The last years in Edgar Allan Poe’s Bronx cottage

Like so many people who come to New York with literary dreams but no money, Edgar Allan Poe was always moving from one low-rent place to another.

In the late 1830s and early 1840s, the struggling writer (with his young wife, Virginia, and his mother-in-law, Maria, in tow) bounced around Greenwich Village, Turtle Bay, East Broadway, back the the Village on West Third Street, then to a farmhouse in today’s Upper West Side.

In 1846, with Virginia sick with tuberculosis, the little family made one final move.

Hoping that fresh country air would help his ailing wife, Poe paid $100 a year to rent this small cottage (above) in Fordham, then a bucolic hamlet in Westchester but today firmly within city boundaries in the Bronx.

That rustic, “Dutch” cottage, as it was described in 19th century books—where Virginia (below right) succumbed to TB and Poe wrote some of his best-known poems—is still in the Bronx. (Above, in 2007)

Moved about 500 feet from its original location on Kingsbridge Road to the then-new Poe Park in 1913 (the site of an apple orchard when Poe lived nearby), the cottage is open to the public.

While the preserved home sits at the edge of an urban park surrounded by gritty apartment buildings and the 24-hour noise and traffic of the Grand Concourse, imagine the place as it was in Poe’s day.

Outside the front porch were trees, flowers, and songbirds—quite a different feel from the haunting romance and gloom of many of Poe’s writings.

“In Poe’s time the cottage was pleasantly situated on a little elevation in a large open space, with cherry trees about it,” James Albert Harrison quotes one historian in his 1903 Poe biography.

One visitor, a fellow American writer, described it as “half buried in fruit-trees, and having a thick grove of pines in its immediate neighborhood,” wrote Harrison.

“Round an old cherry-tree, near the door, was a broad bank of greenest turf,” the writer said. “The neighboring beds of mignonette and heliotrope, and the pleasant shade above, made this a favorite seat” where Poe was often found.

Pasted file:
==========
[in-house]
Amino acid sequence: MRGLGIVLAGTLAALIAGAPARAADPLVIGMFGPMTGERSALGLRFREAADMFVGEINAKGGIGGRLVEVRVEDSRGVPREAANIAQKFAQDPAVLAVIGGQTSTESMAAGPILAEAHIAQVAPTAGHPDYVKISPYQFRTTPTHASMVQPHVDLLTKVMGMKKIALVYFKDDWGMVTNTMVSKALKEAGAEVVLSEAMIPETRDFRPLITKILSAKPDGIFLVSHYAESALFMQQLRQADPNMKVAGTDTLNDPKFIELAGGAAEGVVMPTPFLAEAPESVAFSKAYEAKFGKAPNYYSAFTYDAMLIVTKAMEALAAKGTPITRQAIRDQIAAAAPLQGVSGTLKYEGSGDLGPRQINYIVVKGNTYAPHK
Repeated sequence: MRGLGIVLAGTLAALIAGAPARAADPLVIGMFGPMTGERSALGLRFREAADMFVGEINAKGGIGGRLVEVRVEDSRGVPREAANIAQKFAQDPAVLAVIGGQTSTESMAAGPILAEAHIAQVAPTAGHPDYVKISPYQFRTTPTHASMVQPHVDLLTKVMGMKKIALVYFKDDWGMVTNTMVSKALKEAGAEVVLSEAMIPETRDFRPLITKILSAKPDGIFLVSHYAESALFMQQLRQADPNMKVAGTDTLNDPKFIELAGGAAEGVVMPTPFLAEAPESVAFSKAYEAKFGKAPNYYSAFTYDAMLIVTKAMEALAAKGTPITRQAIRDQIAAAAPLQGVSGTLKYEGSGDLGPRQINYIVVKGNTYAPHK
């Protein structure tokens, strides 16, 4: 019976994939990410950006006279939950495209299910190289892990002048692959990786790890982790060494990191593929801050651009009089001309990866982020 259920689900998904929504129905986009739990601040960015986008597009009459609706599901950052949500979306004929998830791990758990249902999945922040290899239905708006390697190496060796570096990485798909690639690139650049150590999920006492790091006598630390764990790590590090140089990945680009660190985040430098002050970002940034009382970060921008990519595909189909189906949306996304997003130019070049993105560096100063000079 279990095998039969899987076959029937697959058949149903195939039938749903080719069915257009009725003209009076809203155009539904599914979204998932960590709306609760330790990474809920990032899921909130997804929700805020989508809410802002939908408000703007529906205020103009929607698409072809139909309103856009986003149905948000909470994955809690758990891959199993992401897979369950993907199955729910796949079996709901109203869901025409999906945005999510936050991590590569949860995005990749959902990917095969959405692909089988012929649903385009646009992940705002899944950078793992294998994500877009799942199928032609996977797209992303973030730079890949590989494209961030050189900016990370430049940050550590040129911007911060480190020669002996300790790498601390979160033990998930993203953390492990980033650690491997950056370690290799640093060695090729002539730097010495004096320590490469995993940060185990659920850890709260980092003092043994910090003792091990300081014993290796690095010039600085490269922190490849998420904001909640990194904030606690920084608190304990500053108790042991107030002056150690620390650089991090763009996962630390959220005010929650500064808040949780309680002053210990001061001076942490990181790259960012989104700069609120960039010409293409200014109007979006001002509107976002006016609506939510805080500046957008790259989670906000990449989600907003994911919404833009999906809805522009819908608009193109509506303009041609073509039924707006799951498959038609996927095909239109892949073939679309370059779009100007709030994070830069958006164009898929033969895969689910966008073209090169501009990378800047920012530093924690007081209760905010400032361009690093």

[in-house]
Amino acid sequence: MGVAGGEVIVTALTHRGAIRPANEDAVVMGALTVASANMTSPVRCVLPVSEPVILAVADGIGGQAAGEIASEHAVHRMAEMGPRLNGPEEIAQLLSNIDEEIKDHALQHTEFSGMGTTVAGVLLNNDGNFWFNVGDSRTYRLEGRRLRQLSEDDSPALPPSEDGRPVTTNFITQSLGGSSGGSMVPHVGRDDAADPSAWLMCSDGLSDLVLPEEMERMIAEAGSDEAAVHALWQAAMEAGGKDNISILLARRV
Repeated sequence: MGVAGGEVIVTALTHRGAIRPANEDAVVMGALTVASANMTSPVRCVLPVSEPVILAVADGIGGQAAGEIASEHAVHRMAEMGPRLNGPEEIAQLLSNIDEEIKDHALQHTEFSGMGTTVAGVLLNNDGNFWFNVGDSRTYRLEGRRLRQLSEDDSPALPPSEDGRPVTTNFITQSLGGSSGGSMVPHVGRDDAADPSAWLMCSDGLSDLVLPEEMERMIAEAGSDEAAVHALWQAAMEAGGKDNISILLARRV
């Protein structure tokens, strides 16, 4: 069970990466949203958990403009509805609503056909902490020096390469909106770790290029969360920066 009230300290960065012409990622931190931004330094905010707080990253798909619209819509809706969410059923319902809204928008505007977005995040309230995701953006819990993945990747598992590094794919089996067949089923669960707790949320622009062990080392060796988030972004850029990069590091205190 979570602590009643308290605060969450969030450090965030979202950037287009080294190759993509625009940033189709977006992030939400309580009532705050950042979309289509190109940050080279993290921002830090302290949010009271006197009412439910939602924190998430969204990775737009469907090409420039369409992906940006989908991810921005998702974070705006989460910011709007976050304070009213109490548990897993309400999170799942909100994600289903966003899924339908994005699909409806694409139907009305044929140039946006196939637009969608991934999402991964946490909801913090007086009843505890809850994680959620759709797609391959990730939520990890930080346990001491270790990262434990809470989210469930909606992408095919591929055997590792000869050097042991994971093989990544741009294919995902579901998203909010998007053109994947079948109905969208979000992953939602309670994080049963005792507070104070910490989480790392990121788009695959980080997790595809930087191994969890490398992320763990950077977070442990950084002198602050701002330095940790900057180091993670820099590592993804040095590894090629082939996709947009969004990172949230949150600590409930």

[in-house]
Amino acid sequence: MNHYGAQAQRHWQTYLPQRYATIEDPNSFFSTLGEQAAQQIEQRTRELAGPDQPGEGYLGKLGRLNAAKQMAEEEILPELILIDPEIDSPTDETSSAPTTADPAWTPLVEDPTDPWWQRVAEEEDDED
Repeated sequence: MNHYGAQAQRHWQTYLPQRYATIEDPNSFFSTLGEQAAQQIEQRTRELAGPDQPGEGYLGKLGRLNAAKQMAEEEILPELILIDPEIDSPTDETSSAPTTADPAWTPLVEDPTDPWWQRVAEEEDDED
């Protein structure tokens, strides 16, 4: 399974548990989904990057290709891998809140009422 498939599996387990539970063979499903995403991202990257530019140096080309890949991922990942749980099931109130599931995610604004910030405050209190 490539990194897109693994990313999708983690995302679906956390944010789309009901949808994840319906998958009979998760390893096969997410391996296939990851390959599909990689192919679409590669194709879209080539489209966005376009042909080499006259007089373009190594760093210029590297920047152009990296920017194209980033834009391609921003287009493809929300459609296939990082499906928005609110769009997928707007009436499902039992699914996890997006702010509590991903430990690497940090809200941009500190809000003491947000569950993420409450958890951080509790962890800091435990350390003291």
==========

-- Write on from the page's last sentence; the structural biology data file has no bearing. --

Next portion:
Poe kept tropical birds in cages on his front porch, “which he cherished and petted with assiduous care,” the writer noted.

Inside, the cottage—just a kitchen, a sitting room with Poe’s desk, a small bedroom for Virginia, and then steep stairs leading to a second floor with a low ceiling—was described as tidy and warm. (Below, in 1894)

“The cottage had an air of taste and gentility that must have been lent to it by the presence of its inmates,” wrote writer and friend Mary Gove Nichols. “So neat, so poor, so unfurnished, and yet so charming a dwelling I never saw.”

“The floor of the kitchen was white as wheaten flour. A table, a chair and a little stove that it contained, seemed to furnish it completely. The sitting-room floor was laid with check matting; four chairs, a light-stand, and a hanging book-shelf composed its furniture.”

By autumn, Virginia was close to death.

In her bedroom, “everything here was so neat, so purely clean, so scant and poverty-stricken, that I saw the poor sufferer with such heartache.”

Virginia “lay on the straw-bed, wrapped in her husband’s great-coat, with a large tortoise-shell cat in her bosom….The coat and the cat were the sufferer’s only means of warmth; except as her husband held her hands, and her mother her feet.”

After Virginia died and was buried in the Valentine family vault at a nearby Dutch cemetery, grief-stricken Poe began his “lonesome latter years.”

On one hand, his output was excellent. He finished some of his most famous works; in addition to The Bells, he wrote Annabel Lee and Ulalume.

But he was despondent and began drinking heavily. Remaining at the cottage (above, in 1898) with Maria, he was known to take long walks through the pines and cedars of Fordham and into Manhattan across the High Bridge (below, in a 1930 lithograph.)